In preparing to write this blog post on eating as prayer, I did significant firsthand research on the subject. Three times a day I ate a meal. Sometimes between meals I would snack. Sometimes my meal was small pieces of fruit, other times four-course events with friends. I ate hot fudge sundaes. Salads with a garden full of veggies. Burgers on the grill. A bowl of cereal. Time of day didn’t matter. Amount eaten didn’t matter. The only difference in my experience was whether or not I paused for the few seconds before or while chewing to mentally acknowledge the experience and admit gratitude for what I was eating. The longer I paused and savored, the more I appreciated, and the more consolation I felt. In a spirituality that seeks to find God in all things, finding God in taste is the most overlooked experience and yet easily the most accessible.
Give us this day our daily bread.In a culture where time is our most precious commodity, eating has become an afterthought rather than a primary experience of our day. We scarf down food so fast that sometimes we forget if we even ate, let alone how it tasted. We live on fast food rather than enjoying the process of preparation or savoring the smell and anticipation of a dinner in the oven. We chew while working or driving or watching TV, almost as if our bodies were cars in need of fuel in the tank. We see eating as secondary to what we are really supposed to be doing. What if instead eating were as primary to our daily experience of God as prayer?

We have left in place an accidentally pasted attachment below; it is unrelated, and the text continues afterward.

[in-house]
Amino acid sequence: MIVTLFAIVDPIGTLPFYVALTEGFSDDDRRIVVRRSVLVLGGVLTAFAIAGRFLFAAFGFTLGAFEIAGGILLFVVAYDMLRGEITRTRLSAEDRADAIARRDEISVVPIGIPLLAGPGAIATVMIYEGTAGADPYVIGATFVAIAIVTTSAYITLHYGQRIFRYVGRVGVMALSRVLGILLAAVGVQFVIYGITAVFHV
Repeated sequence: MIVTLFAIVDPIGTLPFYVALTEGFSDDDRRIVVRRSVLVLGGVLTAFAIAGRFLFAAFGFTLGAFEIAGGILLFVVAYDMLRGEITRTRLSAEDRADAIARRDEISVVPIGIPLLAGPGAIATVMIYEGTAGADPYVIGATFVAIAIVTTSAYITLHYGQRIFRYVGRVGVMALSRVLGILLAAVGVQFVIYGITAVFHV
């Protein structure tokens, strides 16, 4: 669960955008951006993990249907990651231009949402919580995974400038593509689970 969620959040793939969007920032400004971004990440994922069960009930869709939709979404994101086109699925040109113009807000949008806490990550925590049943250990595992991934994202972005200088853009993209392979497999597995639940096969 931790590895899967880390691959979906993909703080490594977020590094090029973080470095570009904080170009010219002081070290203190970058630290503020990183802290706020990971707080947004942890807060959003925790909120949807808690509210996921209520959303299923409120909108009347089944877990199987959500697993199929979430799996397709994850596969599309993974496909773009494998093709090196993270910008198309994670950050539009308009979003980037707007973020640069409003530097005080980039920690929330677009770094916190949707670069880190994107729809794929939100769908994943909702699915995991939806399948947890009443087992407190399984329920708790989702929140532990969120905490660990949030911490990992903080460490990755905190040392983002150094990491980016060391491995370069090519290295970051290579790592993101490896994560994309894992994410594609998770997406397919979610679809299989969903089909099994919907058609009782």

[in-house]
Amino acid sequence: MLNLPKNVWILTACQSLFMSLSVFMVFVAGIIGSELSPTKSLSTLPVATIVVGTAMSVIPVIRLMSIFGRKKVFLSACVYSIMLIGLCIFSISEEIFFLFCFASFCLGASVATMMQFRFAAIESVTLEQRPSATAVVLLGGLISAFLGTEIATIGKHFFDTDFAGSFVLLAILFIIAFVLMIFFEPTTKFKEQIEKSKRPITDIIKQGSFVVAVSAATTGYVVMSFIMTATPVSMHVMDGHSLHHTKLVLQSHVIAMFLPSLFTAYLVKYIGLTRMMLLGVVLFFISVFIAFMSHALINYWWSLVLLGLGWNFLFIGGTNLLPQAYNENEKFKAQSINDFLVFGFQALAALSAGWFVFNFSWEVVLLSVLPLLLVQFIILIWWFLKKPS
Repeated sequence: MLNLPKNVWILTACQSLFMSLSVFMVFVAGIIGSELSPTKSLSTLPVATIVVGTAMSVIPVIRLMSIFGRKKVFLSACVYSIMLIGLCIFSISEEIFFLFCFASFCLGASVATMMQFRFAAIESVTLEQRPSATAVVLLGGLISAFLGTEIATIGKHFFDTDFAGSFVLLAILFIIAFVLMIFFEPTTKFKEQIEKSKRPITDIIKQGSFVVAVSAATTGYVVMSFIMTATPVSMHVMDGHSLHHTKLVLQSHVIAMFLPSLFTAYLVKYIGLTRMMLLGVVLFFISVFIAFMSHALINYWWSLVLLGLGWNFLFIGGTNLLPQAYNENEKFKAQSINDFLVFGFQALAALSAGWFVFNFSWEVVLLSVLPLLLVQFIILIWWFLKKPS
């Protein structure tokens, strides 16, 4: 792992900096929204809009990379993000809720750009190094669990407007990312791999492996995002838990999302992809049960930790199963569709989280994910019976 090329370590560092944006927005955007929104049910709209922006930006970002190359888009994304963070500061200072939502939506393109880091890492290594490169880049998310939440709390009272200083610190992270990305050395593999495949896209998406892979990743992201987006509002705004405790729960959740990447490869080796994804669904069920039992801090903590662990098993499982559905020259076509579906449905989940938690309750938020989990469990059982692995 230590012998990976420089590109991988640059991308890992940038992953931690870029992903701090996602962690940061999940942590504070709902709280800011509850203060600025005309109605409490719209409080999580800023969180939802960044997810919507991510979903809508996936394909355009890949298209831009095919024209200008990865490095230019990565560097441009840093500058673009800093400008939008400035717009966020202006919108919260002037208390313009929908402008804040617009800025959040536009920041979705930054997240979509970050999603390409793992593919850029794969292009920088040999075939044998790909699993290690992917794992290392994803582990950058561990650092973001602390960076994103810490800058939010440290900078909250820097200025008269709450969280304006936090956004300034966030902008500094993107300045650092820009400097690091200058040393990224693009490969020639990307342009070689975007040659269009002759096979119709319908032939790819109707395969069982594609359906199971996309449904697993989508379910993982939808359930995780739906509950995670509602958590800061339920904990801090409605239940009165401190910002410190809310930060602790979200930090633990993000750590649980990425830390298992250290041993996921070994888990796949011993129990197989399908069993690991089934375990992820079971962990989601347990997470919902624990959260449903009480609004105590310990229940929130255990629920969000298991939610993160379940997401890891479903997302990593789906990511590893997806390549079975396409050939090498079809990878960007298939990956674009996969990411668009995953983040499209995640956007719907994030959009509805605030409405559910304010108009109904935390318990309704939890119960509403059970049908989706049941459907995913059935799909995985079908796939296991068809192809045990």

Today when you eat, stop. Stop whatever else you are doing. Turn off the TV; put down the phone; end the conversation. Acknowledge the food before you and the journey it has made to your plate, the nutritional value it holds, the many who will not know a full stomach tonight, and the life that is sustained through food. Then take a bite, a small bite. Savor the taste. Pick out the flavors, the texture, and the mixture of ingredients. Chew slowly. Just as in prayer, if your mind should wander to other thoughts, gently bring it back to the food you are eating, as if every morsel was put into your mouth by the hand of an angel. Imagine all of the tastes of the earth, fruits and sweets and sauces and meats, drinks and liquors, flavors of many cultures and far-off lands, tastes from childhood, and your favorite comfort foods. Imagine all are the creation of an extravagant God eager to give you joy and healing through food. Imagine each taste is an expression of love to you from a God who is the master chef.
For this time, be present here to this gift from God. Taste the goodness of the Lord.
31 Days with St. Ignatius continues with Hearing Places by Michelle Francl-Donnay.